Cons: Cost and availability are LEDs’ main detractors. Currently, most bulbs designed to replace incandescents in overhead and reading lights run upwards of $50, and can be purchased online only, making them impractical for many people. They also don’t put out as much light as CFLs or incandescents, and produce a bright white light, as opposed to the warm yellow most of us prefer. (CFLs have also been criticized as being too dim or too cold, but careful shopping can get you around those problems).

This or That?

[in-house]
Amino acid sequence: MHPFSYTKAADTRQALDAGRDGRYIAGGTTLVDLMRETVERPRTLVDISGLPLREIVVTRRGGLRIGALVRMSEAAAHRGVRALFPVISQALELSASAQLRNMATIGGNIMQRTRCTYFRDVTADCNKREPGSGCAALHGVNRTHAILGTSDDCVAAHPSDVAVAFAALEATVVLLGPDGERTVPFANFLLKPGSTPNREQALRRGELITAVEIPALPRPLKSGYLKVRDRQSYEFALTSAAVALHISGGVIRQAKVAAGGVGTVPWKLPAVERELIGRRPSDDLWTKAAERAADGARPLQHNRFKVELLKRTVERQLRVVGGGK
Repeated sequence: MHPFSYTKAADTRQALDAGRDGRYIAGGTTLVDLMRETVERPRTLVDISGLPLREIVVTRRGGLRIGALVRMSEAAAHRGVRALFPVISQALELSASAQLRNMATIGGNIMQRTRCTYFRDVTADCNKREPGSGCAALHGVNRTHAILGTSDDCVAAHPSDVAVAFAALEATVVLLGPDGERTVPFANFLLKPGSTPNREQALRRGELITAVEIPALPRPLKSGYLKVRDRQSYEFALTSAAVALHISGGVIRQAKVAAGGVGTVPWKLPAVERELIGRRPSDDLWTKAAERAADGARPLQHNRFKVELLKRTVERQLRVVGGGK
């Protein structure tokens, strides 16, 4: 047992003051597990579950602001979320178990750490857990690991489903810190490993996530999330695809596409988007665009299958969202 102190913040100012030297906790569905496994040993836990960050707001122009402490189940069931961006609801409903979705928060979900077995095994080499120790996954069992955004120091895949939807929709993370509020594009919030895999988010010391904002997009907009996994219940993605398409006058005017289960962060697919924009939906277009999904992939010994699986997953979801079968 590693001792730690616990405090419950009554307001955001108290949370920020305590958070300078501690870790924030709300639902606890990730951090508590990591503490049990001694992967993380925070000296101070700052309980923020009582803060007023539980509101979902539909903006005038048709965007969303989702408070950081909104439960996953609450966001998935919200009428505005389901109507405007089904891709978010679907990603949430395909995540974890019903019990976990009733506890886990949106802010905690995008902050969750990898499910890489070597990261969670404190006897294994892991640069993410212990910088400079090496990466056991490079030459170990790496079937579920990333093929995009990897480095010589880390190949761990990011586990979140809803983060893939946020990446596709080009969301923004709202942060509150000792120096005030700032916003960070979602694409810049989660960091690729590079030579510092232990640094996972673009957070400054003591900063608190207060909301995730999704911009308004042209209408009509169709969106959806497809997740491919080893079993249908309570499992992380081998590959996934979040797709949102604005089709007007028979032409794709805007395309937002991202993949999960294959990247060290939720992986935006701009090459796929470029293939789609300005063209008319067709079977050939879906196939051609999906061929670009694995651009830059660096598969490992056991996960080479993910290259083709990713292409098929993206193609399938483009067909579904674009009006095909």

This. Go with CFLs. If you want to try out the more expensive LEDs, go for it. They’re greener overall than CFLs, and you can find some less-pricey LED lights appropriate for ambient lighting or decorative lamps. However, you’ll have better quality light and nearly as good energy savings with CFLs. Their manufacturers have started addressing people’s concerns about mercury, as well. Philips “Alto” line of low-mercury CFLs contain only 1.7 mg of mercury, and the EcoSmart and n:Vision lines of bulbs sold through Home Depot contain 2.3 to 3.5 mg, respectively. Keep in mind that including the mercury content inside them—and assuming it’s not disposed of properly—a CFL adds half as much mercury to the environment over its life span as an incandescent bulb. That’s because it requires less energy to operate. Coal-fired power plants, which generate half of our nation’s energy, are the primary sources of mercury in the environment, and can pump out 13.5 mg of mercury to power an incandescent bulb for its life span.